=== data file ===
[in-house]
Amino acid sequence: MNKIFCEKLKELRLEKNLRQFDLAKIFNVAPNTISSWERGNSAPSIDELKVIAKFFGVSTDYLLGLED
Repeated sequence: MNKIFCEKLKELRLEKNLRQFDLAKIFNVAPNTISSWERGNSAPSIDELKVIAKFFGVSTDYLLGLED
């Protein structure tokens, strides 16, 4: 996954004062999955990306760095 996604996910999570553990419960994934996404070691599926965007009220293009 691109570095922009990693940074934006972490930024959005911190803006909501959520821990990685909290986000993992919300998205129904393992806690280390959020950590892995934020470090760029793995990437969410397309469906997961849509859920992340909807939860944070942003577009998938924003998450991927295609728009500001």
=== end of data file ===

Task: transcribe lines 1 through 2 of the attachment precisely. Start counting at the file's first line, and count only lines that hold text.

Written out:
[in-house]
Amino acid sequence: MNKIFCEKLKELRLEKNLRQFDLAKIFNVAPNTISSWERGNSAPSIDELKVIAKFFGVSTDYLLGLED